The potential of local and municipal powers as tools to promote rights of older persons has received growing attention in scholarly writing in recent years (e.g. Israel Doron and Kim Dayton (forthcoming) research on municipal elder in the USA).
One of the manifestations of this recognition is the WHO's glogal network of age friendly cities.
The first international conference in this field was held recently in Dublin, Ireland on the 28-30 of September 2011.
The outcome of this conference was a declaration, "The Dublin Declaration: Age Friendly Cities and Communities".
The link to the declaration is below:
Amongst others the declaration states that:
“3. Where we live, our physical, social and cultural environment, greatly impacts upon how we live. The significance of ‘place’ in all our lives cannot be overestimated. The built environment impacts on the quality of all of our lives and can make the difference between independence and dependence for all people, but especially for those growing older. Place is inseparable from our sense of identity and this is true for people of all ages, including older people.
4. Cities must equip themselves with the necessary means and resources and systems of resource distribution to promote equal opportunities and the well-being and participation of all citizens, including their older citizens. By 2030, two-thirds of the world’s population will be living in cities, and the major urban areas of the developed world will have 25 per cent or more of their population people aged 60 and over. However, many older people in developed and developing countries live and will continue to live in rural and sometimes remote communities. These communities must also develop the capacity to promote the health, well-being and participation of their older citizens.”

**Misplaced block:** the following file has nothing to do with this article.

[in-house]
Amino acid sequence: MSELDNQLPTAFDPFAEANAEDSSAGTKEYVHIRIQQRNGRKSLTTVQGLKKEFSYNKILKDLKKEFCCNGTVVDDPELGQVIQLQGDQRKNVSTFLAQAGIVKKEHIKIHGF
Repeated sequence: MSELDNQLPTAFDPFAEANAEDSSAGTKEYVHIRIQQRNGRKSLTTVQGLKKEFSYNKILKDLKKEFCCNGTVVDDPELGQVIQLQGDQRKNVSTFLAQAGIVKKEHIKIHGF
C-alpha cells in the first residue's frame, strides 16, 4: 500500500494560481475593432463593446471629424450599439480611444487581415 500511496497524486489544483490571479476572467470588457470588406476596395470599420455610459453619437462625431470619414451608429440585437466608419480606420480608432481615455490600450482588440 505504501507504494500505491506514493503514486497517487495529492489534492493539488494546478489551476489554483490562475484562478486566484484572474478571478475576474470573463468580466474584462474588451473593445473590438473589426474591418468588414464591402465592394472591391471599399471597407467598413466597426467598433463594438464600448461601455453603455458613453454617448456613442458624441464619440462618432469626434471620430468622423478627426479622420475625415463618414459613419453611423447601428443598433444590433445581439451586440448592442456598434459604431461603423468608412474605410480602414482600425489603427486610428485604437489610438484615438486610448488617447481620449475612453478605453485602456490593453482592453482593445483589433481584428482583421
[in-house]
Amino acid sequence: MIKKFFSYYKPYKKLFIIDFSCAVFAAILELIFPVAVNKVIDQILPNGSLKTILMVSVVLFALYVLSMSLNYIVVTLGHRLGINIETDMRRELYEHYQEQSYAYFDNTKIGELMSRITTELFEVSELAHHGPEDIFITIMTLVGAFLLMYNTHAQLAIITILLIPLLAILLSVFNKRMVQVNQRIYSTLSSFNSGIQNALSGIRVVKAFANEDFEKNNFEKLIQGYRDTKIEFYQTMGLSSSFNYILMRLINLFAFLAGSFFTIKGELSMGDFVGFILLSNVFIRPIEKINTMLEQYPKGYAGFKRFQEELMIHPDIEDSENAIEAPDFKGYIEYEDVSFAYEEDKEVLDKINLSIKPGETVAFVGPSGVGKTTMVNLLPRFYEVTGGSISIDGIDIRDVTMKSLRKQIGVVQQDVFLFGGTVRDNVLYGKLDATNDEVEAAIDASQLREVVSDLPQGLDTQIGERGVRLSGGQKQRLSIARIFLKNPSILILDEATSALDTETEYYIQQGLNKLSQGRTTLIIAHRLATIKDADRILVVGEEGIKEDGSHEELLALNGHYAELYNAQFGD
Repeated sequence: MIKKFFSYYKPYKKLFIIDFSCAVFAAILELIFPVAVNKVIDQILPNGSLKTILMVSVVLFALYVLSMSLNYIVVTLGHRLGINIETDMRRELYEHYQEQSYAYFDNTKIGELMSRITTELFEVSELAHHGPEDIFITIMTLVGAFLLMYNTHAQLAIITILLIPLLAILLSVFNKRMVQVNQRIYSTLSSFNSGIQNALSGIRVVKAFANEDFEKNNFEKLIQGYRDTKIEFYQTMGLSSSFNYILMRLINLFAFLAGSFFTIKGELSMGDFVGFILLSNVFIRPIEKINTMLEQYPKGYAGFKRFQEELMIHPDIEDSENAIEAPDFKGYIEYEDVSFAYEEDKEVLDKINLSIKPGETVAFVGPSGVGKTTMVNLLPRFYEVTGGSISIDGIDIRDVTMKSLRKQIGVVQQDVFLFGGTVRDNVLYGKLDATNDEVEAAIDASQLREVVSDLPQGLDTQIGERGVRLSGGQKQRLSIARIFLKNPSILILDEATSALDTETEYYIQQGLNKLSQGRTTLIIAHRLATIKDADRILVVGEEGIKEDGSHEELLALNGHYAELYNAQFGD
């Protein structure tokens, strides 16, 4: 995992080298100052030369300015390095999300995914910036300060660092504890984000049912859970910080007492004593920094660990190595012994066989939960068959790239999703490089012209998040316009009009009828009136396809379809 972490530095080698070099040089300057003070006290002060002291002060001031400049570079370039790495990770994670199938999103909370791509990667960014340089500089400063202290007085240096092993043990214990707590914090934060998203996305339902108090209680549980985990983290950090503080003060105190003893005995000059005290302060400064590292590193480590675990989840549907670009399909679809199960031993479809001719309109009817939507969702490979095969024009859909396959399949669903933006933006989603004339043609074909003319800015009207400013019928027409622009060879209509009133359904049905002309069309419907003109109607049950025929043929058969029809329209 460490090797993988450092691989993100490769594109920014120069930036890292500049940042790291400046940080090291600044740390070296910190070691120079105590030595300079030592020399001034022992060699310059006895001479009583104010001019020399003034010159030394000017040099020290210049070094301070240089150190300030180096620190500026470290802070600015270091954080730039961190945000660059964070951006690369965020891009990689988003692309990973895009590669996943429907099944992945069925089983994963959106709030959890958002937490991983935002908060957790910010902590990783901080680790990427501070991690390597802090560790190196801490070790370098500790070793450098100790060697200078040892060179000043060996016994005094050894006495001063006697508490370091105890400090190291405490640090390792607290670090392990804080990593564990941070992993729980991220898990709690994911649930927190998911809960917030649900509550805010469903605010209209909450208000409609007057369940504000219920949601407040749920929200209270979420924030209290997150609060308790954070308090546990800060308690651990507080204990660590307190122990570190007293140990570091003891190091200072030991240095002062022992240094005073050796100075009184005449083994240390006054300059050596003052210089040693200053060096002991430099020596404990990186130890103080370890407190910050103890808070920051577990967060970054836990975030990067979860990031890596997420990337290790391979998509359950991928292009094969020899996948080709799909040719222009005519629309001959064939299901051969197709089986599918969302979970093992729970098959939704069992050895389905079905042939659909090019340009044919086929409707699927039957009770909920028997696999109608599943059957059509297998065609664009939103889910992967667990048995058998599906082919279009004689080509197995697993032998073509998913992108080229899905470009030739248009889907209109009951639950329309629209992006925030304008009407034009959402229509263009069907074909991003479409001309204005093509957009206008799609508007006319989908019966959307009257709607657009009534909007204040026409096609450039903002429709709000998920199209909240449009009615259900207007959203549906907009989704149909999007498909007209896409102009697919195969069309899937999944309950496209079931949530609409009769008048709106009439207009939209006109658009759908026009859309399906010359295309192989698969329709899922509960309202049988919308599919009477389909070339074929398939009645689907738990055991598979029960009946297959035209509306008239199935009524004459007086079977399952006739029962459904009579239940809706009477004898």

This recognition is of much importance, and it seems that the Dublin Declaration can serve as yet another important step in developing this field in the future.